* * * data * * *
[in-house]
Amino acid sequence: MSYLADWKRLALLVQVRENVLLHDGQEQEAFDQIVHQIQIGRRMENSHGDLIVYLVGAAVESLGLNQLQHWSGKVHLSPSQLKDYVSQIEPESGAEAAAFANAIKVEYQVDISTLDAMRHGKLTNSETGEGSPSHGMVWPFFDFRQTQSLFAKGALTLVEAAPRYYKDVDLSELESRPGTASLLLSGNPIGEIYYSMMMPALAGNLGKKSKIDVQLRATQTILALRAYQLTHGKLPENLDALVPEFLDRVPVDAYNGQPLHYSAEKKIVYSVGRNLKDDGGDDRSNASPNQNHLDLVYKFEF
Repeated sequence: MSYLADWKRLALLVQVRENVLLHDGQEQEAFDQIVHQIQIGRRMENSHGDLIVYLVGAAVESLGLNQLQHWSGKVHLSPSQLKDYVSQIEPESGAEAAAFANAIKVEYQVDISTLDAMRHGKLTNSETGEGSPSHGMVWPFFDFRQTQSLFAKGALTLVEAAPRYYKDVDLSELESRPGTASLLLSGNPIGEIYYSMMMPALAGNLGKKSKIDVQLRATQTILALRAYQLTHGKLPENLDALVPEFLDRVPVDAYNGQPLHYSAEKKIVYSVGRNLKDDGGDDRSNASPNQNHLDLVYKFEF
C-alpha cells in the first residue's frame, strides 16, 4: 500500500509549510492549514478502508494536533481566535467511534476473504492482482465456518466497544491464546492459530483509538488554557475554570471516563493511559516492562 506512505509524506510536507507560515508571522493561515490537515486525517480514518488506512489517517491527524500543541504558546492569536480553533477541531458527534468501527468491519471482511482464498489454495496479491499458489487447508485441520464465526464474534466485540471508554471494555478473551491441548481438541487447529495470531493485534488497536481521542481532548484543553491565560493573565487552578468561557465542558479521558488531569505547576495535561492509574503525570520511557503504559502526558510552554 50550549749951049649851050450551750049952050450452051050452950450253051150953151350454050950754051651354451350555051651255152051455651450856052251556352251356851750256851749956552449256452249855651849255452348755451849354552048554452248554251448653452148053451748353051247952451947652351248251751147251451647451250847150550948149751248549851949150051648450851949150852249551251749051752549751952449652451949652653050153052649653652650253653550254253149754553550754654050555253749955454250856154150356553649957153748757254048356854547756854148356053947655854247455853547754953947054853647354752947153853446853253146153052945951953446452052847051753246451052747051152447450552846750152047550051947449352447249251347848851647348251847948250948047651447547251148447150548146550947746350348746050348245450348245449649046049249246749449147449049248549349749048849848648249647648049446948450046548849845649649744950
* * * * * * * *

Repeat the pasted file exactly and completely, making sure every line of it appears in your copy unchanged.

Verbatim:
[in-house]
Amino acid sequence: MSYLADWKRLALLVQVRENVLLHDGQEQEAFDQIVHQIQIGRRMENSHGDLIVYLVGAAVESLGLNQLQHWSGKVHLSPSQLKDYVSQIEPESGAEAAAFANAIKVEYQVDISTLDAMRHGKLTNSETGEGSPSHGMVWPFFDFRQTQSLFAKGALTLVEAAPRYYKDVDLSELESRPGTASLLLSGNPIGEIYYSMMMPALAGNLGKKSKIDVQLRATQTILALRAYQLTHGKLPENLDALVPEFLDRVPVDAYNGQPLHYSAEKKIVYSVGRNLKDDGGDDRSNASPNQNHLDLVYKFEF
Repeated sequence: MSYLADWKRLALLVQVRENVLLHDGQEQEAFDQIVHQIQIGRRMENSHGDLIVYLVGAAVESLGLNQLQHWSGKVHLSPSQLKDYVSQIEPESGAEAAAFANAIKVEYQVDISTLDAMRHGKLTNSETGEGSPSHGMVWPFFDFRQTQSLFAKGALTLVEAAPRYYKDVDLSELESRPGTASLLLSGNPIGEIYYSMMMPALAGNLGKKSKIDVQLRATQTILALRAYQLTHGKLPENLDALVPEFLDRVPVDAYNGQPLHYSAEKKIVYSVGRNLKDDGGDDRSNASPNQNHLDLVYKFEF
C-alpha cells in the first residue's frame, strides 16, 4: 500500500509549510492549514478502508494536533481566535467511534476473504492482482465456518466497544491464546492459530483509538488554557475554570471516563493511559516492562 506512505509524506510536507507560515508571522493561515490537515486525517480514518488506512489517517491527524500543541504558546492569536480553533477541531458527534468501527468491519471482511482464498489454495496479491499458489487447508485441520464465526464474534466485540471508554471494555478473551491441548481438541487447529495470531493485534488497536481521542481532548484543553491565560493573565487552578468561557465542558479521558488531569505547576495535561492509574503525570520511557503504559502526558510552554 50550549749951049649851050450551750049952050450452051050452950450253051150953151350454050950754051651354451350555051651255152051455651450856052251556352251356851750256851749956552449256452249855651849255452348755451849354552048554452248554251448653452148053451748353051247952451947652351248251751147251451647451250847150550948149751248549851949150051648450851949150852249551251749051752549751952449652451949652653050153052649653652650253653550254253149754553550754654050555253749955454250856154150356553649957153748757254048356854547756854148356053947655854247455853547754953947054853647354752947153853446853253146153052945951953446452052847051753246451052747051152447450552846750152047550051947449352447249251347848851647348251847948250948047651447547251148447150548146550947746350348746050348245450348245449649046049249246749449147449049248549349749048849848648249647648049446948450046548849845649649744950